A new training pack has been launched to help reduce the stigma and discrimination experienced by people when using mental health services.
Mental health anti-stigma campaign Time to Change has compiled the pack in partnership with NHS England, having worked with mental health professionals and people using services to develop the materials, which are available to all mental health trusts in England.
The initiative is in response to research, which shows that, despite positive changes in attitudes towards people with mental health problems in some areas of life, 1 in 3 people report stigma and discrimination when they use mental health services. Time to Change, which is run by the charities Mind and Rethink Mental Illness, developed the pack to encourage open dialogue among mental health teams about the positive changes they can make to improve their culture and practice in secure and community settings. The pack is available through the Time to Change website and includes a film and supporting materials to be used as part of staff supervisions.
This builds on a successful pilot scheme launched in October 2015 by Time to Change in conjunction with the 2gether NHS Foundation Trust and the Northumberland, Tyne and Wear NHS Foundation Trust (NTWFT). As part of the pilot mental health professionals are brought together with people who use services to highlight positive examples of where mental health staff have challenged stigma and discrimination with the aim of empowering others to do the same. Some sessions involve mental health professionals who have their own experiences of mental illness and share their views on both aspects. Early evidence shows the pilot improved professionals’ confidence to explore new or different ways of responding to people with mental health problems.
Sue Baker, director of Time to Change, said: “Despite making significant headway in improving general public attitudes towards mental illness, people using mental health services continue to report having experienced discrimination within services and other parts of the NHS.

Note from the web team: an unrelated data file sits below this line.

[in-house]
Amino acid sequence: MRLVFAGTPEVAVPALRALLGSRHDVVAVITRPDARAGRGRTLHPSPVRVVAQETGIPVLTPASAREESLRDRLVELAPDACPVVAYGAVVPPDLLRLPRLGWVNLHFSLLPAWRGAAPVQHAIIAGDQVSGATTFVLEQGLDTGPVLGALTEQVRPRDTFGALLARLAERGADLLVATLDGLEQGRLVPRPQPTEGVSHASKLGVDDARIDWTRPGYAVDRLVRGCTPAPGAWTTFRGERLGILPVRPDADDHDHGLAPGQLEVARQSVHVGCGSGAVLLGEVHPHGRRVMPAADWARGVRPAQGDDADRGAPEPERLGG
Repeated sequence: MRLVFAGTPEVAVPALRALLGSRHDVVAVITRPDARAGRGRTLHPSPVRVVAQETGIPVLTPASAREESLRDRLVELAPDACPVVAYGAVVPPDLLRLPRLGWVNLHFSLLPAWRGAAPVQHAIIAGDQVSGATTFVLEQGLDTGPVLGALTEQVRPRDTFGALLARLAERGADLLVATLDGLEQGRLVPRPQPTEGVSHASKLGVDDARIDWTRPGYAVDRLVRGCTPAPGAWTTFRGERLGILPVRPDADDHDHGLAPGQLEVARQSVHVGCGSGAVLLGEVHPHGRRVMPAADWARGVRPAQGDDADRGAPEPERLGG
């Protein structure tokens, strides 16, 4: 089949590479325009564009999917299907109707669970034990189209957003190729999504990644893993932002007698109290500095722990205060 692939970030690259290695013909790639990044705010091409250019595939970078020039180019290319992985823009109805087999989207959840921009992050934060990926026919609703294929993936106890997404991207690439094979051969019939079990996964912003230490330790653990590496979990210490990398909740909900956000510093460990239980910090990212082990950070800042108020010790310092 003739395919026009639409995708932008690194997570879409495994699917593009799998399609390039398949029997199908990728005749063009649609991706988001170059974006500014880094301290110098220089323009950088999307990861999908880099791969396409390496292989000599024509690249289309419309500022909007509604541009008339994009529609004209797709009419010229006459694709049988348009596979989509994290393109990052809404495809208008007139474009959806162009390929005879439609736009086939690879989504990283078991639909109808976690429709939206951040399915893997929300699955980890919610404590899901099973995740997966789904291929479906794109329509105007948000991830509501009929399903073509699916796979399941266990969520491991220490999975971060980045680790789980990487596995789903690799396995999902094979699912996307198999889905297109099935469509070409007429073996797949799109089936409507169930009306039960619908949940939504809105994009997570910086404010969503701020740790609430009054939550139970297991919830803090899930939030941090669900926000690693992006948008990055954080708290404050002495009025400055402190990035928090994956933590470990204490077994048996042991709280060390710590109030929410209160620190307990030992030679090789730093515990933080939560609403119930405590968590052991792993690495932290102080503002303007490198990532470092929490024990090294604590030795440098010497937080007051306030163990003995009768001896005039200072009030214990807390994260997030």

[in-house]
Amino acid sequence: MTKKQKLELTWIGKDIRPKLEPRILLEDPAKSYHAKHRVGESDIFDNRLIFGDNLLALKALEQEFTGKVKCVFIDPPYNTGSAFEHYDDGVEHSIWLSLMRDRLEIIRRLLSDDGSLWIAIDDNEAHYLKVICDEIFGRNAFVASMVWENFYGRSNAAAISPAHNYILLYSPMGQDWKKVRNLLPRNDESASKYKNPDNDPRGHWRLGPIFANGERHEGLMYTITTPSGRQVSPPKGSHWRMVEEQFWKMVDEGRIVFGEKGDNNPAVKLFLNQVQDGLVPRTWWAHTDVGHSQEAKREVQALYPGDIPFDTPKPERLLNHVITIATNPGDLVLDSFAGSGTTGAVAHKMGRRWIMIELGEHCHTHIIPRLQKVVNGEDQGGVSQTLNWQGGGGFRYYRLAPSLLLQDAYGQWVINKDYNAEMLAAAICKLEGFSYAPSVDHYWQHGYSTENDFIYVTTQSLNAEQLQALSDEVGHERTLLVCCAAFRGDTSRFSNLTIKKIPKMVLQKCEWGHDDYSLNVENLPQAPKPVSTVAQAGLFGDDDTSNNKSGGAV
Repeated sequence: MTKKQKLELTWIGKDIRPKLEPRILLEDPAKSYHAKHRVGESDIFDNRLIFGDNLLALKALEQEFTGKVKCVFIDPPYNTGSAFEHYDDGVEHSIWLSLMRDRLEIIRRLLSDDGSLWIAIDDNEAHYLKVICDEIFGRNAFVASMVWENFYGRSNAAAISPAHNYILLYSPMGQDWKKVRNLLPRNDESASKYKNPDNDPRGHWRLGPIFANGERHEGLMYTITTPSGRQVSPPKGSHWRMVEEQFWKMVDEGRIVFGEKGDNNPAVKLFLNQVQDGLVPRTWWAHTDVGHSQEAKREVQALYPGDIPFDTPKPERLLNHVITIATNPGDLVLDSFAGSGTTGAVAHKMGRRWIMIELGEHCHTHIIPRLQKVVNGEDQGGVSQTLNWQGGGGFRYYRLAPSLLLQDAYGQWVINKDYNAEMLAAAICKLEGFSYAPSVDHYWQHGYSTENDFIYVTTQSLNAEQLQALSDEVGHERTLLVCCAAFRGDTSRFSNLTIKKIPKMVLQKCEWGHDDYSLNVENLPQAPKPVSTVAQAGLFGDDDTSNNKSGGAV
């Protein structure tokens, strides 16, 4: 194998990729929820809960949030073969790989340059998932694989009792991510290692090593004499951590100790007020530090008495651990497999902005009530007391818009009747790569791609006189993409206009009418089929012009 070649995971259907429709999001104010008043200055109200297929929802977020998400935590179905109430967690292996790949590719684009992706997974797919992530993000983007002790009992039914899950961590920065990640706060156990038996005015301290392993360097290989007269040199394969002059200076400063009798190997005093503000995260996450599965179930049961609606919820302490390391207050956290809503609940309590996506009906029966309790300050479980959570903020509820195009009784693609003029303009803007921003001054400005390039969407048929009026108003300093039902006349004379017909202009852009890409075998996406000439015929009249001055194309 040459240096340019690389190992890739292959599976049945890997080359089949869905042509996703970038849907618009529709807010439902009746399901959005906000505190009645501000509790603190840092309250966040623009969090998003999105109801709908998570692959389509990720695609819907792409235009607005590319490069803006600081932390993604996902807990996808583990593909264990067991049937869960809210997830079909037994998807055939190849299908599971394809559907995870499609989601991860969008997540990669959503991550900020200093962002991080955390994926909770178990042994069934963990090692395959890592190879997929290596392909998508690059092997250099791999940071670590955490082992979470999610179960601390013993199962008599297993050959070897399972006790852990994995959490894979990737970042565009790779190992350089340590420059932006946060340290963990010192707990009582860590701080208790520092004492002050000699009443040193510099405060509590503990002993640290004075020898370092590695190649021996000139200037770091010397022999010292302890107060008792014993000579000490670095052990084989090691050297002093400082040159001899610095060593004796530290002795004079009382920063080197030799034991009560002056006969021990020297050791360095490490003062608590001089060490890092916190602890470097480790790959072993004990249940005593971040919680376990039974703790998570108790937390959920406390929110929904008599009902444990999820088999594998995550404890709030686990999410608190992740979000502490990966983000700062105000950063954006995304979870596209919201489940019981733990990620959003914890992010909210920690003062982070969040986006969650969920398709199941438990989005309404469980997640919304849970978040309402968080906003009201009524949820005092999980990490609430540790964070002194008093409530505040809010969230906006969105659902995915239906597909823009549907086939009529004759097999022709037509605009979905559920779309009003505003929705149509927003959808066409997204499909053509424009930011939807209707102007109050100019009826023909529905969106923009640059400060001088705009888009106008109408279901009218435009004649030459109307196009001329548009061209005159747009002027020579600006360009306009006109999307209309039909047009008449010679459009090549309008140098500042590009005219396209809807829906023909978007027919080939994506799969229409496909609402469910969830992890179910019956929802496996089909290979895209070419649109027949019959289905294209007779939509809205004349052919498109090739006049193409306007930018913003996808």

“However, we also know that there are some positive examples of delivering care and it’s these that we want to encapsulate and share with other trusts to show what can be done to improve services and make a big difference to people’s recovery. By partnering with NHS England we are able to ensure that a wider pool of trusts across the country will be able to make use of the training and ensure that people using services have an improved experience when they visit their healthcare setting.”
Joanne McDonnell, senior nurse for mental health and learning disabilities at NHS England, said: “It’s really important that everyone working in the NHS creates the most positive experience possible for service users and it’s fantastic that Time to Change is working in partnership with NHS England to spread that message far and wide.
“Research from this campaign has shown that even small individual actions we can all make, like keeping eye contact or taking a few extra minutes with someone, can change an interaction and improve the experience and life of someone with a mental health problem. Don’t leave it to others because reducing stigma and improving care is everybody’s responsibility.”
Dr Sara Munro, executive director of quality and nursing and deputy CEO at the Cumbria Partnership NHS Foundation Trust, welcomed the new package. “The relationships between staff and patients is crucial, not only for patients’ recovery and willingness to ask for help, but also for the wellbeing of staff, many of whom have their own experience of mental health problems, either personally or through friends and family. It really is time to break down the invisible barriers – we all experience a range of emotions, thoughts and feelings that we should feel able to talk about.”
Daniel Regan, who has used mental health services and helped to develop the training materials, added: "My experience with mental health services hasn’t been an easy road, so it is really important to me that my interaction with mental health professionals is a positive one. There are simple and easy things that professionals can do to put me at ease, help me to feel understood and see that we are both working towards a common goal. I believe it’s important for clinicians to understand how to better themselves within their job because the small things really can have a huge impact for someone like me."
To view the new campaign materials and the film visit www.time-to-change.org.uk/professionals.